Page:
Hydrogen Network 2030: towards a climate-neutral Germany

Germany needs a hydrogen infrastructure Because an efficient, safe, affordable and climate-neutral energy supply will only be possible with the use of hydrogen. An efficient supra-regional hydrogen transport infrastructure is indispensable, especially for the integration of volatile renewable energy sources and a supply that meets demand at all times.

With the Hydrogen Network 2030 (in short: H2 Network 2030), the transmission system operators (TSOs) show solutions how transport needs can be met promptly on a supra-regional basis in the case of dynamic development of the hydrogen market.

Compared to the so-called “Start Net”, which the TSOs presented last year as part of the Network Development Plan Gas 2020-2030 (NDP Gas), the H2 network 2030 is significantly more extensive and now also takes into account the significantly higher volume target for national hydrogen requirements in the order of 90 to 110 TWh set out in the National Hydrogen Strategy.

By connecting producers and consumers, it will be possible to start building a pipeline-based hydrogen transport infrastructure soon.

Fundamentals of the H2 Network 2030

The TSOs started their scenario considerations and planning for the future hydrogen transport network in spring 2020. The basis is a scenario for the production and use of hydrogen in Germany developed together with the consulting firm 4Management based on the recognised dena Leitstudie I (TM95).[1]

In addition to the forecast for 2050, the scenario also includes energy consumption quantities for the year 2030. The grid operators have carried out grid planning for the years 2030 and 2050 based on these consumption values. Until 2030, it is assumed that the pipeline-bound transport of hydrogen will mainly result from hydrogen requirements in the steel, chemical and refinery industries.

Parameters of the H2 Network 2030

The H2 network 2030 is about 5,100 km long, of which about 3,700 line kilometres are based on converted gas pipelines .

The scenario on which the H2 Network 2030 is based includes a hydrogen demand of 71 TWh (calorific value). The demand includes the energetic as well as the material hydrogen use. Quantities of hydrogen that are expected to be used as part of methane-based process chains in 2030 are not included in the assumed hydrogen requirements.

In the simulation, a peak demand of around 10 GWh/h of hydrogen was transported via the H2 Network 2030. Quantities in the transport and heat sectors will presumably not (yet) be transported via the transmission grid for the most part at this point, but will be generated predominantly on a decentralised basis.

The investment costs up to the year 2030 amount to about 6 billion euros. The estimate includes the investment costs for transport pipelines including compressors, which are necessary for interregional transport.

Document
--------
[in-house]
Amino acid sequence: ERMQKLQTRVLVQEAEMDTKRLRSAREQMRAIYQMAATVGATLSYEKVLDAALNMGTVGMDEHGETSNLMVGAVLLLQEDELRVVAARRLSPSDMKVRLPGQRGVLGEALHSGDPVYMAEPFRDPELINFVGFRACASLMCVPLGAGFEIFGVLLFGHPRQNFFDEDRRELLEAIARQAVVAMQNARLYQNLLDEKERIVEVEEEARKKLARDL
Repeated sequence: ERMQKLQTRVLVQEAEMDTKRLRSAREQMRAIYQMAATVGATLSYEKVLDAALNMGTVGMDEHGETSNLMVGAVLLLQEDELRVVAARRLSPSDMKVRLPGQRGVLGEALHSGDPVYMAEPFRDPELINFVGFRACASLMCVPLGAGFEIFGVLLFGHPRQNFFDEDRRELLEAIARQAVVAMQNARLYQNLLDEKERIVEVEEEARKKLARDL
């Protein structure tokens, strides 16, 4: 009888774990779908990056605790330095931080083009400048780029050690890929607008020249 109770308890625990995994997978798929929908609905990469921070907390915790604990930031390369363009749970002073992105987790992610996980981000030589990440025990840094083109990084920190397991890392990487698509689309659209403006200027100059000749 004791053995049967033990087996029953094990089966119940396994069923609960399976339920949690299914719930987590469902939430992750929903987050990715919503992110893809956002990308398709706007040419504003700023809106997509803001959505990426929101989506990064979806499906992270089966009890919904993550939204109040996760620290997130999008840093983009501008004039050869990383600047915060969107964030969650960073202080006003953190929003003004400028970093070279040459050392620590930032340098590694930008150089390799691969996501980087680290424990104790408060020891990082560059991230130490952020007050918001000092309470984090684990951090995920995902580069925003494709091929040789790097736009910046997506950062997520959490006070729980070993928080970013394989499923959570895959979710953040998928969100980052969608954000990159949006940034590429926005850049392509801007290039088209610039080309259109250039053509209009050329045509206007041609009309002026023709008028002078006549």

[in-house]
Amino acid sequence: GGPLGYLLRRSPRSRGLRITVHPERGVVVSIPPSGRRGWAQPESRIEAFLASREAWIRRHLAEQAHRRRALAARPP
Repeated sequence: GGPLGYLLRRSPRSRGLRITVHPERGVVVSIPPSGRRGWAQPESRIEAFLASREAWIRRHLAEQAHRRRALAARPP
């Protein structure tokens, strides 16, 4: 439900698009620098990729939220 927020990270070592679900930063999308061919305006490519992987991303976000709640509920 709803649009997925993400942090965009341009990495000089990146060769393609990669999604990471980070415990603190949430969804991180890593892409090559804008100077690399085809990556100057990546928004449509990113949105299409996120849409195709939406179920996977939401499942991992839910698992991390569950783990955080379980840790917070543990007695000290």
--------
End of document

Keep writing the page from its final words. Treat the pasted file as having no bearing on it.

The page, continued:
Disclaimer: The maps are schematic representations of pipeline routes, in which several pipelines can also run in parallel. Pipeline routes in which both converted pipelines and new-build pipelines run in parallel are shown as conversions.

Details of the H2 Network Planning

The H2 Network 2030 is based on a fluid mechanical grid simulation. For this purpose, the TSOs defined specific entry and exit capacities at all entry and exit points of the future network, based on the regionalisation of the capacities from the scenario for the industrial sector. In the case of the chemical industry and refineries, this was based on the available current production volumes at the sites that can be reached by pipelines by 2030. For the steel industry, the demand reported by the companies in the context of the market survey for the green gas variant of the NDP Gas 2020-2030 were taken into account, as it already exceeded the values in the study.

In the simulations, future hydrogen demand is primarily covered by imports. The capacities at the country borders were based on the assessment of the hydrogen production potential of the different production regions. Based on the targeted expansion of power-to-gas plants in the National Hydrogen Strategy, 5 GW of electrolysis capacity have been planned for 2030 in Germany, primarily located in northern Germany.

For the design of the grid, the TSOs considered different load scenarios depending on the availability of renewable energy and the existing cavern storage facilities.


In the current Gas Network Development Plan 2022-2032, the TSOs are working on a hydrogen transport network for the year 2032, which, unlike the scenario-based H2 Network 2030, is modelled based on demand. The basis for the H2 Network 2032 will be the results of the concrete market survey of hydrogen transport requirements (WEB – Hydrogen Production and Demand). Due to the different approaches (demand-based vs. scenario-based), the two networks will have differences. In particular, dovetailing with gas can only take place within the framework of the NDP Gas.

Planning on the 2030 grid does a good job of preparing for the 2022-2032 NEP Gas. At the same time, with their detailed scenario-based analysis based on network simulations, the FNB are providing an important basis for setting the political course now for an efficient supraregional hydrogen transport infrastructure and for realising the early opportunities for decarbonisation through the use of hydrogen.

[1] FNB Gas (2021): Scenario framework for the NEP Gas 2022-2032, p.39


Karte H2-Netz 2030
JPEG / 234 kB / DE
Erklärtext H2-Netz 2030
PDF / 964 kB / DE
Präsentation Webinar Wasserstoffnetze 2030/2050
PDF / 2 MB
Chartsatz Szenario 4M FNB Gas
PDF / 861 kB
2030 Network Explanatory Note
PDF / 258 kB
Hydrogen Network 2030
JPG / 180 kB